Triodetubes, referred to as sensing gates G1 and G2, are connected with theV ilip-oprcircuit in such a manner `that their grids are controlled by the plate potentials of pentodes P1 and P2, respectively. Assume the pentode P2 is`condu'cting, its plate has a low potential'which, since itis connected to the grid bias circuit of gate G2, holds the grid of G2 below cut-0E. Forthisfsame state of the ip-op, pentode P1 is not conducting, consequently its plate has Va'hi'gh potential which when connected, as in flopV described above, negative pulses V*applied through position head input line 43 to the grid of G1 decrease the current ow'through G1 .and increase the plate potential of G1. This-increase of positive potential on ,input line 43 has a higher rate tive andnegative leads, respectively, Vsince they are connectedso as to indicate whether the telescope elevation 'angle sensed is increasing or decreasing.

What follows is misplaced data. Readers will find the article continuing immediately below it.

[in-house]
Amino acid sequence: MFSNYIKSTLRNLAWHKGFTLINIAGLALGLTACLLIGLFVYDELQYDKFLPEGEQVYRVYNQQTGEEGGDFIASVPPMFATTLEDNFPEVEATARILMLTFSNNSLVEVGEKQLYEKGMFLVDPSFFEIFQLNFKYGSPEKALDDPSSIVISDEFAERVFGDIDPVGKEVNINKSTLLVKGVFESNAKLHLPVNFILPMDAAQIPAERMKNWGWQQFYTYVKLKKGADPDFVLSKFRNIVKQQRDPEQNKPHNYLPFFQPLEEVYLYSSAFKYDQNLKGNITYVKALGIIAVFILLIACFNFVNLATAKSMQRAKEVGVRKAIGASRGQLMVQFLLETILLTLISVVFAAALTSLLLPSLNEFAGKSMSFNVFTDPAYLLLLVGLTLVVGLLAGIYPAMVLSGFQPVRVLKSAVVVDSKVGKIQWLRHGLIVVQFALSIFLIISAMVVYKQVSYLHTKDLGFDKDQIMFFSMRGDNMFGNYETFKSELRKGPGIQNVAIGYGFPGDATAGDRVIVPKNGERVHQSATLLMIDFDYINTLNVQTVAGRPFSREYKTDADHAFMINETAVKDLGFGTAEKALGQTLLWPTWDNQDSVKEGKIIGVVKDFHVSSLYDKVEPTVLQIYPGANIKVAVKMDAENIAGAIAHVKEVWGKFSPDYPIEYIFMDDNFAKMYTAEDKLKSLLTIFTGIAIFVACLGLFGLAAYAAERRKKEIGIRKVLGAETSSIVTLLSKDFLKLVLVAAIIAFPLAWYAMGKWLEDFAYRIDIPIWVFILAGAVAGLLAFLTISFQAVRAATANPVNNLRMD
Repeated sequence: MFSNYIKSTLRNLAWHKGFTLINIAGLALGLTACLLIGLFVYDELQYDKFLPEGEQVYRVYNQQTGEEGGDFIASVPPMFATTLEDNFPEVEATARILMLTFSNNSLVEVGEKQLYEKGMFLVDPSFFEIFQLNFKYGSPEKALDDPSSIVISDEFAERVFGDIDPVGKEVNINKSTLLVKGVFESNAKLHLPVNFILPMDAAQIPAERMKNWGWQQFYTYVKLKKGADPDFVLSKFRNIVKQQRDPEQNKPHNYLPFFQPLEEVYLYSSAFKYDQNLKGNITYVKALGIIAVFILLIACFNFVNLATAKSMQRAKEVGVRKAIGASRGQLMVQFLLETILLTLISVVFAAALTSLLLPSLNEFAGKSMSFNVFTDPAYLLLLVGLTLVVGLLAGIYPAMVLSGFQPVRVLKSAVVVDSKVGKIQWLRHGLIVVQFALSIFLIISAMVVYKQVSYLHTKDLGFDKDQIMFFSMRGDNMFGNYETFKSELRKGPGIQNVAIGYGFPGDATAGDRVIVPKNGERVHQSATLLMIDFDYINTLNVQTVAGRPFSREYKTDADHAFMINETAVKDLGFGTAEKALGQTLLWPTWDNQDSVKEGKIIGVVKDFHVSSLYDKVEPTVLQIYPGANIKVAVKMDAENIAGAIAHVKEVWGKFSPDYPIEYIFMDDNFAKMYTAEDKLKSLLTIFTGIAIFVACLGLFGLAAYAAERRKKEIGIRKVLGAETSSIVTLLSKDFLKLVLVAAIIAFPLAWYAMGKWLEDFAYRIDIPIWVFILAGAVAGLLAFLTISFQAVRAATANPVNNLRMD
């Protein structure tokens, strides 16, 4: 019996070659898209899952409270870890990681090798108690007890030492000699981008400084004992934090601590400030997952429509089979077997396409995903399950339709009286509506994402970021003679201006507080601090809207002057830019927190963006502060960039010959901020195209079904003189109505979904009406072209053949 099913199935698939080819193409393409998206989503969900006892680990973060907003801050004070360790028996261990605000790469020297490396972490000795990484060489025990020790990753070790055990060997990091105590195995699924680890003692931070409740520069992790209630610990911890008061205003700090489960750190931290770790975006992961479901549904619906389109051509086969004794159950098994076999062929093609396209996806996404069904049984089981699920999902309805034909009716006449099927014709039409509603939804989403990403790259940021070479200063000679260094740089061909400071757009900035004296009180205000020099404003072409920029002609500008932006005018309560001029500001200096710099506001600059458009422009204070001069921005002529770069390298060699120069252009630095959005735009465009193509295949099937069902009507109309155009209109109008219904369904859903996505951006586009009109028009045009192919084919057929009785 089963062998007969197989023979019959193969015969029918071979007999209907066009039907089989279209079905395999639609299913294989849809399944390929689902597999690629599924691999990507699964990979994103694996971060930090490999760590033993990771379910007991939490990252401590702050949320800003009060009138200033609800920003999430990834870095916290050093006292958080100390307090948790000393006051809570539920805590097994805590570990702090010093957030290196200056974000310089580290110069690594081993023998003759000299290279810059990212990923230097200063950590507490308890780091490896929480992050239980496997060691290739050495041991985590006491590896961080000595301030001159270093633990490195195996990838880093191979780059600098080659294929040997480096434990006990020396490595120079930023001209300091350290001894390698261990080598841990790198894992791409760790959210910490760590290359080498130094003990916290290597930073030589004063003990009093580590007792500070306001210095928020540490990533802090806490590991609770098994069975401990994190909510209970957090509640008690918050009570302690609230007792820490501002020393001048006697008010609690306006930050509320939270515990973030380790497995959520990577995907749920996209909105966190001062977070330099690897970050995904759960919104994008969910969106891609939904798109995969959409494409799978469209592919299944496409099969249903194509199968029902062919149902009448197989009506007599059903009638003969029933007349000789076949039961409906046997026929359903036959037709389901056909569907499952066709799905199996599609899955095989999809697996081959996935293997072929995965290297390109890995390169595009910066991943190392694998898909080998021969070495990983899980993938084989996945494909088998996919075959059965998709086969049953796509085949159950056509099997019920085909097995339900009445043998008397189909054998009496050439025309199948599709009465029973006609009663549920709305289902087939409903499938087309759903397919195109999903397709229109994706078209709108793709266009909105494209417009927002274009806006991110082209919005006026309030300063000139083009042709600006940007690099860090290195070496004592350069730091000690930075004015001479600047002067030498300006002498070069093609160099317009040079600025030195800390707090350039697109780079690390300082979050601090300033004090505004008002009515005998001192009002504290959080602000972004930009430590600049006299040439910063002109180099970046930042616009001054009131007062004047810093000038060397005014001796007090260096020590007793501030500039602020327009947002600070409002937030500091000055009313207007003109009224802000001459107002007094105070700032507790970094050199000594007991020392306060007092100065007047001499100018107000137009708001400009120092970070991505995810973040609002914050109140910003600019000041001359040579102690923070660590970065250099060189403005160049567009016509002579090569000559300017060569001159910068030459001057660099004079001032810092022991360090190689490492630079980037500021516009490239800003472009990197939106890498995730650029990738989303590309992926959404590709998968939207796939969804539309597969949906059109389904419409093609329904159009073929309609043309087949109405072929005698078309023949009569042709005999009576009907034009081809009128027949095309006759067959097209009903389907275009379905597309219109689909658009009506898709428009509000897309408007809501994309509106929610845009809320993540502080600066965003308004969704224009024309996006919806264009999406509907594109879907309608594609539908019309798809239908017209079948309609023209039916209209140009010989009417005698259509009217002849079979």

' The pulses appearing in output leads 4S and 49 are thus fed to anelectronic unit cycle counter Si? which, as one count is madein the electronic counter for every 360 change of the magnetic sine wave recording on disc 28, will measure the angle through which the position shaft 38 has moved, as the position pickup 39 is moved with position shaft 38 away from, or toward, the coincidence position. The unit cycley counter 50 sums the incremental differences in phase between the wave form picked up by the reference pickup and the position pickup to give the total angular,` displacement between them within one cycle, additively if the change 'is in the direction of an increasing angle or subtractively if in the other direction. Thus, the number of counts shown in inthe counter is a direct measurement within one cycle of the angleV through which the position shaft 38 has been moved, as `no counts are made when'both pickups are stationary.